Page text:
Workopolis.com opts for light touch

It's taken three months, but Globe Information Services and Torstar have finally consummated their improbable marriage with the launch of Workopolis.com, a jointly owned Internet job board that's being flogged with a $7-million multimedia campaign. The redesigned Web site, which replaces...

It’s taken three months, but Globe Information Services and Torstar have finally consummated their improbable marriage with the launch of Workopolis.com, a jointly owned Internet job board that’s being flogged with a $7-million multimedia campaign.

The redesigned Web site, which replaces the clunky-sounding Globecareers.com, is being positioned as an online ‘community’ for job seekers, one that offers tips on writing resumés and preparing for interviews, in addition to housing the biggest stockpile of Canadian job postings on the Web.

The communal theme is echoed throughout the launch elements, including a billboard execution that has been designed to resemble a road sign. The poster, designed by newly appointed agency of record Ranscombe & Co., reads, ‘Welcome to workopolis.com, Canada’s biggest job site,’ and lists the ‘population’ as 15,000 jobs.

‘The personality will be welcoming, friendly, fun and light,’ explains Jim Ranscombe, president of Ranscombe & Co., which also came up with the name for the new site. ‘We’re not taking the negative approach that Monster [does],’ he adds, referring to the dot-com company’s critically acclaimed ‘When I grow up’ spots that debuted during last year’s Super Bowl. ‘We’re going to be talking to people who are happy with their jobs and want to be happier.’

But if Workopolis hopes to stem the flow of classified ad revenue to Internet job giants like Monster.ca and JobShark.com, it will have to keep up with them on the marketing front – a proposition so costly that it impelled the shotgun marriage of The Globe and Torstar last October.

Torstar, whose holdings include The Toronto Star and The Hamilton Spectator, paid $19 million for a 40% slice of Globecareers.com, giving The Globe the cash it needed to promote the site more aggressively. Just as importantly, the deal doubled the number of job postings on the new site to 15,000 – the most on any Canadian job board – and boosted the online resumé bank to over 160,000, which still trails the 210,000 resumés posted at JobShark (Monster, by comparison, houses 5,000 jobs and 100,000 resumés).

The campaign officially kicked off Jan. 26 with full page ads in The Globe and Mail and The Toronto Star, plus transit ads and billboards. A series of 30-second television spots are also being produced, and will air in early February.

Credits:

Client: Workopolis.com

Agency: Ranscombe & Co.

Budget: $7 million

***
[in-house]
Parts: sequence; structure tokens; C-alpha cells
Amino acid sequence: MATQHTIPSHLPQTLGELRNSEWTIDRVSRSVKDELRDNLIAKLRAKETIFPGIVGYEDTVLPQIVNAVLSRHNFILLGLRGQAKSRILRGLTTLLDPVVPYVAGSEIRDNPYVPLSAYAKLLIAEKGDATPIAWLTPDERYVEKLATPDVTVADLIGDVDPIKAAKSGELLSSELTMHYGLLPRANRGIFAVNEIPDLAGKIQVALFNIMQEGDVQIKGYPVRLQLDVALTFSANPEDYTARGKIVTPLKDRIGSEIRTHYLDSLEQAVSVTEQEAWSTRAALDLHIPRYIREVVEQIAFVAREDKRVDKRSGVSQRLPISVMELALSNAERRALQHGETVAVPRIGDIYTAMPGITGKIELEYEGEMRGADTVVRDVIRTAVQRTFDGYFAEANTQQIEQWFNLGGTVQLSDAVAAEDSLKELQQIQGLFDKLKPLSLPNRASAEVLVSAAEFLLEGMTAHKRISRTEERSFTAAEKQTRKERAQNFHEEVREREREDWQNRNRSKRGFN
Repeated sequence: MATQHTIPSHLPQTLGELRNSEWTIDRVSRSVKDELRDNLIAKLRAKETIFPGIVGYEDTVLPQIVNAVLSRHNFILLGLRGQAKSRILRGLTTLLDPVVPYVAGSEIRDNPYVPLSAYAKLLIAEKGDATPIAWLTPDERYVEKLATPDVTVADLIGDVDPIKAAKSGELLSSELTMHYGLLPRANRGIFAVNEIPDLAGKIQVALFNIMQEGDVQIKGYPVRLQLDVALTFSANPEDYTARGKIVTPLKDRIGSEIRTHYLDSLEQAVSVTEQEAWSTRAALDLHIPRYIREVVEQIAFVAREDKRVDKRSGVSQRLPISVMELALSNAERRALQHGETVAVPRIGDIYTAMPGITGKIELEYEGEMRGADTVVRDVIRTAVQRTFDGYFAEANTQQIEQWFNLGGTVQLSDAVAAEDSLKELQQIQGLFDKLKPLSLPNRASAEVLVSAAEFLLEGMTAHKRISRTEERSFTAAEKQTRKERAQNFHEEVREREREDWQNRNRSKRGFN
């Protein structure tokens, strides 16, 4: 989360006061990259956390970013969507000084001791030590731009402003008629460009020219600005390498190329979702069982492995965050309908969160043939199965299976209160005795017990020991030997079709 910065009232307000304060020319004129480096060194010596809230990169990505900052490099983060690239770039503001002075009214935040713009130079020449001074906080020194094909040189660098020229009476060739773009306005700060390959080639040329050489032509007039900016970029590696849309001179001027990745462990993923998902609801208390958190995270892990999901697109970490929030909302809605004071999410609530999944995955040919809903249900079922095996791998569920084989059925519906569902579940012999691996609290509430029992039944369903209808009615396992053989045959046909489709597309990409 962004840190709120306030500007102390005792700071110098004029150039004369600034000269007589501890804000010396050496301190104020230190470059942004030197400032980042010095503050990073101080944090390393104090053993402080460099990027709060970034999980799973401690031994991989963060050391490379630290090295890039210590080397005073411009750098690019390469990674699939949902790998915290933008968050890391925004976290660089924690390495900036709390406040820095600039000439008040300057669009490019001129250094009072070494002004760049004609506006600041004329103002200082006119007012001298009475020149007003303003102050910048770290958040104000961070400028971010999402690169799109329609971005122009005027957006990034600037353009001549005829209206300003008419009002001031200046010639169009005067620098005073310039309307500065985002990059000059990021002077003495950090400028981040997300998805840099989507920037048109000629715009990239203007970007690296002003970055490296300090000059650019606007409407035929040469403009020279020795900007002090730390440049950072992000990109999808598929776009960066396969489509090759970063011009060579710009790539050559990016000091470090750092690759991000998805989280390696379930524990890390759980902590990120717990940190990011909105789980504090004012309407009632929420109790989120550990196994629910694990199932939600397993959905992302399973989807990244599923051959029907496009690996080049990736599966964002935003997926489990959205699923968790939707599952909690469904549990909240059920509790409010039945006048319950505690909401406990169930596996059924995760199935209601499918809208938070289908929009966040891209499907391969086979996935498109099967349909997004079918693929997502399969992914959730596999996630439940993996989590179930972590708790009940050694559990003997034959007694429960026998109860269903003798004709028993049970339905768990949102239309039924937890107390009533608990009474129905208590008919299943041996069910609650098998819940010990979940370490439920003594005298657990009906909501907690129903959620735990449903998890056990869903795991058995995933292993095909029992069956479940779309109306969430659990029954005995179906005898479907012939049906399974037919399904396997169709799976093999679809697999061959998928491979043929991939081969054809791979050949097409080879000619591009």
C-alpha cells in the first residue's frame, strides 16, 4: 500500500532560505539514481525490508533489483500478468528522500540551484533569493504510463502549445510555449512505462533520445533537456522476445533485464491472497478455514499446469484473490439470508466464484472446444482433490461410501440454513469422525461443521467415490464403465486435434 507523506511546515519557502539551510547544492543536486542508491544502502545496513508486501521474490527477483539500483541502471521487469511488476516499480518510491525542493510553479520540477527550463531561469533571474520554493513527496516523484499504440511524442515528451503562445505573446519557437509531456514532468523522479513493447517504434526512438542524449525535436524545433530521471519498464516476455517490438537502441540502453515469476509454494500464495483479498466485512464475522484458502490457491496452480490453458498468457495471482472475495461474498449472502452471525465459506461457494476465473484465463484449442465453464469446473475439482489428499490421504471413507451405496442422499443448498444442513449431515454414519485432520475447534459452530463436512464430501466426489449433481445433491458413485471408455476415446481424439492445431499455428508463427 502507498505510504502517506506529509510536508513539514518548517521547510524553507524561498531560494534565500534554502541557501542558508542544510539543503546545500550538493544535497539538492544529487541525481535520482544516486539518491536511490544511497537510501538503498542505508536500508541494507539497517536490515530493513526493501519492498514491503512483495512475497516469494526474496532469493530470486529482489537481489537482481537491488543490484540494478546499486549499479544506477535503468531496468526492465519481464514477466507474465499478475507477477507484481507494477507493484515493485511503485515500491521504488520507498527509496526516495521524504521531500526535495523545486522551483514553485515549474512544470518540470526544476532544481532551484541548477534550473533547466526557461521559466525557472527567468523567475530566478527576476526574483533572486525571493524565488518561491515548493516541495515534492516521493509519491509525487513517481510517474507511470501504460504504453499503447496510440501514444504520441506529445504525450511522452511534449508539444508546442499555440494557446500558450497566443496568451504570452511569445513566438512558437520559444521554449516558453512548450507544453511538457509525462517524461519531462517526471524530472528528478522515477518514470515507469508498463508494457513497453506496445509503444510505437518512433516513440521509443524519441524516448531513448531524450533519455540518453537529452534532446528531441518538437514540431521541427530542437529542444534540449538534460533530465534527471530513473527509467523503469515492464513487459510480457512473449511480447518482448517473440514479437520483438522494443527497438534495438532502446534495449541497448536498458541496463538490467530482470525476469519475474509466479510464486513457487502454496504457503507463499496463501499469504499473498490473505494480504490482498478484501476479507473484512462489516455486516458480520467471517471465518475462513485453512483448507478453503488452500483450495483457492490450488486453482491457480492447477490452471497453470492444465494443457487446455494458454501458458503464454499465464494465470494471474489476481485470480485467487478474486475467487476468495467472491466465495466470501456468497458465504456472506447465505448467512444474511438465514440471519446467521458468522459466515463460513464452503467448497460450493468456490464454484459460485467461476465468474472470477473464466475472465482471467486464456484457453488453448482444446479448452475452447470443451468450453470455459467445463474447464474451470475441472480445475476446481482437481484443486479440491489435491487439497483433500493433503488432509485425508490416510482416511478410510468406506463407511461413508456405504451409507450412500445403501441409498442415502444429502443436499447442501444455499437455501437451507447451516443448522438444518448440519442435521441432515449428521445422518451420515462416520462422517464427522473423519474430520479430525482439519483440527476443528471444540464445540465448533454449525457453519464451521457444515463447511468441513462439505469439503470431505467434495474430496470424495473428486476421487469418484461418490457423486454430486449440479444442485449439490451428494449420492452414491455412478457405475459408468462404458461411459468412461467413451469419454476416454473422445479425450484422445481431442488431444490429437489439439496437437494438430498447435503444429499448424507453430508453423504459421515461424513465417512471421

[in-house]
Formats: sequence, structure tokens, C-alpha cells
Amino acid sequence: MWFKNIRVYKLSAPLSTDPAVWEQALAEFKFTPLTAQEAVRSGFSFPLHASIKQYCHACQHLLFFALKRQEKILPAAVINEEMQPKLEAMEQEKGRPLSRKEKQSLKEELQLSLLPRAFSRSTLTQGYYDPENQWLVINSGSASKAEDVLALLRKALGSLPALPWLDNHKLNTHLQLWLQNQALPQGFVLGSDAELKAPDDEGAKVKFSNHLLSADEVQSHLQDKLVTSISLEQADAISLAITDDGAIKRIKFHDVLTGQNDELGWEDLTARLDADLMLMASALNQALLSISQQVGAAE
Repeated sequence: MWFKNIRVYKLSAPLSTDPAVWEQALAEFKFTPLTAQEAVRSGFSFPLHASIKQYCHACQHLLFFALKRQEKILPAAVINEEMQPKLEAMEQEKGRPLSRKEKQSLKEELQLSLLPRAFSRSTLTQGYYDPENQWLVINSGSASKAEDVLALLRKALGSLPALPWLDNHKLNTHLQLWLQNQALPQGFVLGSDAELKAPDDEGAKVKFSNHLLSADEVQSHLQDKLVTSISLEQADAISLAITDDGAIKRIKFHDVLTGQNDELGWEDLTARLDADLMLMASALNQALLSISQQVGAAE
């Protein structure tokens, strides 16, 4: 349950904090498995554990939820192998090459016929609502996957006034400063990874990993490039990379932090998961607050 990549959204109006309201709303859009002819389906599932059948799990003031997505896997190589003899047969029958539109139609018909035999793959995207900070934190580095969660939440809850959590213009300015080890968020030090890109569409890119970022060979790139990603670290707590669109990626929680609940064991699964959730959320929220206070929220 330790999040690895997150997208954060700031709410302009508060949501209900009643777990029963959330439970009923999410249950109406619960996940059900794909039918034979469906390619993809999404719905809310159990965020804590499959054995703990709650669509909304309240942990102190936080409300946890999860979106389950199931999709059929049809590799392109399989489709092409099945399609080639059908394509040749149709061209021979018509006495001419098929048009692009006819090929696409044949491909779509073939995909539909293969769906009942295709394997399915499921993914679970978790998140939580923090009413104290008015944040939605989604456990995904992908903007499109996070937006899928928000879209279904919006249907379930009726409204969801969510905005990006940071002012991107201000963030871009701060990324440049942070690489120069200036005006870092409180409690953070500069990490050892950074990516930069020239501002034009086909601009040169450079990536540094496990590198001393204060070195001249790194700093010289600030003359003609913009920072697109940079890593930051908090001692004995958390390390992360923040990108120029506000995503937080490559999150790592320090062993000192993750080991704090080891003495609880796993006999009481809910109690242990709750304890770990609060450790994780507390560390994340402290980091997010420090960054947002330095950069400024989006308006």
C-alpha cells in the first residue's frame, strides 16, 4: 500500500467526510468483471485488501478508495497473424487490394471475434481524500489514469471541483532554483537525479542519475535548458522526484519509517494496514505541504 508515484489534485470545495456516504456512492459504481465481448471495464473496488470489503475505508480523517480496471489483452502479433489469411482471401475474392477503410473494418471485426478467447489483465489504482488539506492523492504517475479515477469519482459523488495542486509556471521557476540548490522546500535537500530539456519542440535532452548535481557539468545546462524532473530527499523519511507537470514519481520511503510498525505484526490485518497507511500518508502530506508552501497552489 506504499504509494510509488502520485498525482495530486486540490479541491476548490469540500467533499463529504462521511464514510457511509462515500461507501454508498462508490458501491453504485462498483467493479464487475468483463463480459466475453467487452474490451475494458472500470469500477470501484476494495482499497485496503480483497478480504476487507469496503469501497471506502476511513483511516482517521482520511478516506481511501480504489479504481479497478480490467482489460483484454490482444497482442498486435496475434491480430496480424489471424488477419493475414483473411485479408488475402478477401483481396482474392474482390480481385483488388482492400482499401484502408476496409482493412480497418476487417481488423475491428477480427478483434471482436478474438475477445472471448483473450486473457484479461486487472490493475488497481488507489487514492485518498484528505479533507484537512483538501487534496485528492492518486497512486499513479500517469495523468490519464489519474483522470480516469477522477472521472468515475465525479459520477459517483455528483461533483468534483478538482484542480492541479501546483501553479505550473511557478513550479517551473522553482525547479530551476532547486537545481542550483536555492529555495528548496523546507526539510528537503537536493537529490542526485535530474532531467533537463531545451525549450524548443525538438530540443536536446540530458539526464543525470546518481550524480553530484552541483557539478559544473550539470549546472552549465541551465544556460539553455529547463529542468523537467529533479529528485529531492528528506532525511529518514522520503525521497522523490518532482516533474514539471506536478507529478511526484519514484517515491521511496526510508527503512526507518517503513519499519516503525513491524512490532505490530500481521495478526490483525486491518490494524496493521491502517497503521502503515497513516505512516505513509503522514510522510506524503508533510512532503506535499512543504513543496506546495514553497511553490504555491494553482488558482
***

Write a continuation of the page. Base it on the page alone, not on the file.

Creative Directors: Jim Ranscombe, Tony Miller

Art Directors: Rick Mayzis, Mark Spalding, Jason Kinsella

Writers: Jim Ranscombe, Tony Miller

Media Direction: Anne Wood

Interactive Strategist: Craig Thompson

Account Service Team: Greg Cromwell, Paul Baillie

Media: Newspaper, television, transit, out-of-home, online, Elevator News Network

Launch Date: Jan. 26, 2000

Length of Run: One year (heavy weights in first two months)

In Brief: The Garden picks CDs to take on daily creative leadership

Plus, Naked names two new leaders of its own and Digital Ethos comes to Canada.
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The Garden promotes two creative directors

ACDs Lindsay Eady and Francheska Galloway-Davis have taken over responsibility for day-to-day creative leadership at The Garden after being promoted to creative director roles.

The pair will also help develop the agency’s creative talent, formalizing mentorship and leadership activities they have been doing since joining the agency four and three years ago, respectively. In addition to creating the agency’s internship program, the pair have worked on campaigns for Coinsquare, FitTrack and “The Coke Challenge” campaign for DanceSafe.

Eady and Galloway-Davis will continue to report to The Garden’s co-founder and chief creative officer Shane Ogilvie, who is stepping back from daily creative duties to a more high-level strategic role, allowing him to focus on client relationships and business growth.

Naked Creative Consultancy names new creative and strategy leadership

Toronto’s Naked Creative Consultancy has hired Yasmin Sahni as its new creative director. She is taking over creative leadership from David Kenyon, who has been in the role for 10 years and is moving into a new role as director of strategy, leading the discipline at the agency.

Sahni is coming off of three years as VP and ECD at GTB’s Toronto office, where she managed all the retail, social and service creative for Ford Canada. She previously managed both Vice Media and Vice’s in-house ad agency Virtue.

Peter Shier, president of Naked, says Sahni’s hiring adds to its creative bench and capabilities, as well as a track record of mentorship, a priority for the company. Meanwhile, Kenyon’s move to the strategy side, he says, makes sense because of his deep knowledge of its clients, which have included Ancestry and The Globe and Mail.

Digital Ethos opens a Toronto office

U.K. digital agency Digital Ethos is pursuing new growth opportunities in North America by opening a new office in Toronto.

Though it didn’t disclose them, the agency has begun serving a number of North American clients, and CEO/founder Luke Tobin says the “time was right to invest in a more formal and actual presence in the area.” whose services include design, SEO, pay-per-click, social media, influencer and PR,

This year, the agency’s growth has also allowed it to open an office in Hamburg, Germany, though it also has remote staff working in countries around the world.

Moray Hickes was the company’s first North American hire as VP of sales, tasked with business development in the region.